The German physicist Max von Laue (1879-1960) was the first to use x-rays to study the arrangement of atoms in crystals. His work in x-ray crystallography earned him the Nobel Prize in physics in 1914.
Max Theodor Felix von Laue was born on October 9, 1879, in Pfaffendorf, Germany. His father was a civilian official in German military administration who in 1913 was raised to the hereditary nobility (hence the von in the family name). In the early 1890s the young von Laue gained a passionate interest in physics that lasted until his death some 60 years later.
Von Laue received his scientific training at the universities of Strasbourg, Munich, and Göttingen. He was awarded a doctorate in mathematics and physics by the University of Berlin (1903) where he came under the influence of Max Planck, one of the greatest physicists of the 20th century. In the fall of 1905 Planck offered von Laue a post at the Institute for Theoretical Physics. The four years (1905-1909) during which von Laue worked closely with Planck marked the beginning of his career as a creative scientist. An early and lifelong champion of the physical ideas of Albert Einstein, von Laue began publishing papers on the theory of relativity in 1907.
In 1909 von Laue moved to the University of Munich where he was associated with yet another distinguished physicist, Arnold Sommerfield. Continuing his interest in relativity at Munich, von Laue prepared a 200-page monograph on the subject, the first such book to be published on Einstein's revolutionary theories. At Sommerfield's suggestion von Laue began writing a treatise on wave optics. This undertaking led him to the famous work on x-ray analysis of the atomic structure of crystalline material.
The precise nature of x-radiation, discovered by W. C. Roentgen in 1895, had not yet been determined when von Laue initiated his study of x-rays. If, as some argued, x-rays were not made up of particles but were a form of electromagnetic radiation similar to ordinary light, then it should be possible to repeat well-known optical experiments using x-rays instead of beams of ordinary light. For example, when ordinary light passes through a diffraction grating (a piece of glass covered with a series of fine, parallel, equidistant lines engraved upon its surface) a characteristic diffraction or interference pattern results. Because the wave-length of x-rays was assumed to be much shorter than that of light, an x-ray diffraction experiment required a grating with lines more finely ruled than was physically possible.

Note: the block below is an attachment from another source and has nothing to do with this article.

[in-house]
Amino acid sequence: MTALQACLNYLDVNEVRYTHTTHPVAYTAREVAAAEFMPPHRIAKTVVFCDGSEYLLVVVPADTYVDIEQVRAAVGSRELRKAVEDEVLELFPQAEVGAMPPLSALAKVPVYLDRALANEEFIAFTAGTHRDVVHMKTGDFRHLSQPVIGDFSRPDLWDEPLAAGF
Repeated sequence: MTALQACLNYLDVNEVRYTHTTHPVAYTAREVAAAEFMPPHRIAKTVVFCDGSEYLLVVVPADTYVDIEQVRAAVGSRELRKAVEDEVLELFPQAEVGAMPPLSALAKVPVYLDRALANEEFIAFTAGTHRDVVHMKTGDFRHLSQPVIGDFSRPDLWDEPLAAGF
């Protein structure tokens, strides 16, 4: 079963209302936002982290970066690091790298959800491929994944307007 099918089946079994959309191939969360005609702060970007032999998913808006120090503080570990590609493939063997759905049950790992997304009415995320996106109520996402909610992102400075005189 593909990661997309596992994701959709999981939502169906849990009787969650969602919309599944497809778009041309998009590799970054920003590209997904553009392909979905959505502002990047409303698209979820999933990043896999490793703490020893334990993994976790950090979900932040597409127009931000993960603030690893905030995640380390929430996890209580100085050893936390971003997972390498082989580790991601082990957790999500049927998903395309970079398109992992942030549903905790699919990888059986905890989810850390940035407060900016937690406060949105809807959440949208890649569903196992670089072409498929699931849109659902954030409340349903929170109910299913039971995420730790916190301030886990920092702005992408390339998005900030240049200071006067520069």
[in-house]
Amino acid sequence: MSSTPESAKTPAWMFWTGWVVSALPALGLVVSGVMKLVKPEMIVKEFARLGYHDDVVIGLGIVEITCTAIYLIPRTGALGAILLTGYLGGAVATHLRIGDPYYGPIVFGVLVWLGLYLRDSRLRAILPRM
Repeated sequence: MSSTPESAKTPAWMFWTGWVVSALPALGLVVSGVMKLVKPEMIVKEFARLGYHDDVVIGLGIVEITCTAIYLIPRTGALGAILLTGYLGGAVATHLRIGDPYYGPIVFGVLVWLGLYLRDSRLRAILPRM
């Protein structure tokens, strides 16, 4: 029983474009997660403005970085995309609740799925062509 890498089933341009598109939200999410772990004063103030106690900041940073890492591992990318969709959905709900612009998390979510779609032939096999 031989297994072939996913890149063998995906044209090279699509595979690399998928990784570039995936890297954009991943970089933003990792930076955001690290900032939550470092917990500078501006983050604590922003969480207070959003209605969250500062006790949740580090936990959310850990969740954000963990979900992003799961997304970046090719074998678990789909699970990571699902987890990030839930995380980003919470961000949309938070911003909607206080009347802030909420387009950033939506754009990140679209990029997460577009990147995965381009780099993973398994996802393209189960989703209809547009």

Von Laue's contribution was the insight that when using x-radiation the glass diffraction grating can be replaced by crystalline material. The regular spacing of the atoms in the crystal will affect x-rays penetrating it in the same way that the closely engraved lines of the grating affect light passing through. Von Laue, always the theoretician, did not actually make the necessary experiments, but those who did confirmed his predictions—x-rays diffracted by crystals yielded the expected interference patterns.
Von Laue's discovery, which Einstein hailed as one of the most beautiful in the history of physics, won him the Nobel Prize in 1914. This pioneering work in x-ray crystallography opened the way for two quite different developments in physics, both of them of immense importance. First, it confirmed the electromagnetic nature of x-radiation and made it possible to determine the wave length of x-rays with great accuracy. Second, it gave physicists and chemists a new tool for investigating the atomic structure of matter. In the 1950s it was x-ray diffraction studies that enabled scientists to reveal the structure of the nucleic acids (DNA and RNA) and to establish the new discipline of molecular biology.
During World War I von Laue helped to improve the electronic vacuum tubes used in the German army's communication system. After the war (1919) he accepted a post at the University of Berlin. Subsequent research led von Laue to refine his study of x-ray interference and to explore the phenomenon of super-conductivity whereby certain metals lose virtually all of their resistance to the flow of an electric current at temperatures approaching absolute zero (-273.16 C).
Between the two world wars, von Laue became a leading statesman of German theoretical physics. He held high positions in academic scientific institutions and used his influence there to defend freedom of thought and expression in science. He battled particularly against Nazi attempts to suppress relativity theory as the degenerate product of an inferior Jewish scientific outlook.
After World War II von Laue labored to revive German physics and bring it back into the world scientific community. In 1951 he was made director of the prestigious Fritz Haber Institute of Physical Chemistry, a post he held until his retirement in 1958. Two years later he lost his life in an automobile accident.
Further Reading on Max von Laue
Max von Laue's life and scientific achievements are covered in P.P. Ewald, "Max von Laue," in Biographical Memoirs of Fellows of the Royal Society, vol. 6 (1960) and in Armin Hermann, "Laue, Max von," in the Dictionary of Scientific Biography, vol. VIII, edited by C.C. Gillispie (1970). For a history of physics in Germany during von Laue's lifetime see Armin Hermann, The New Physics (Munich, 1979).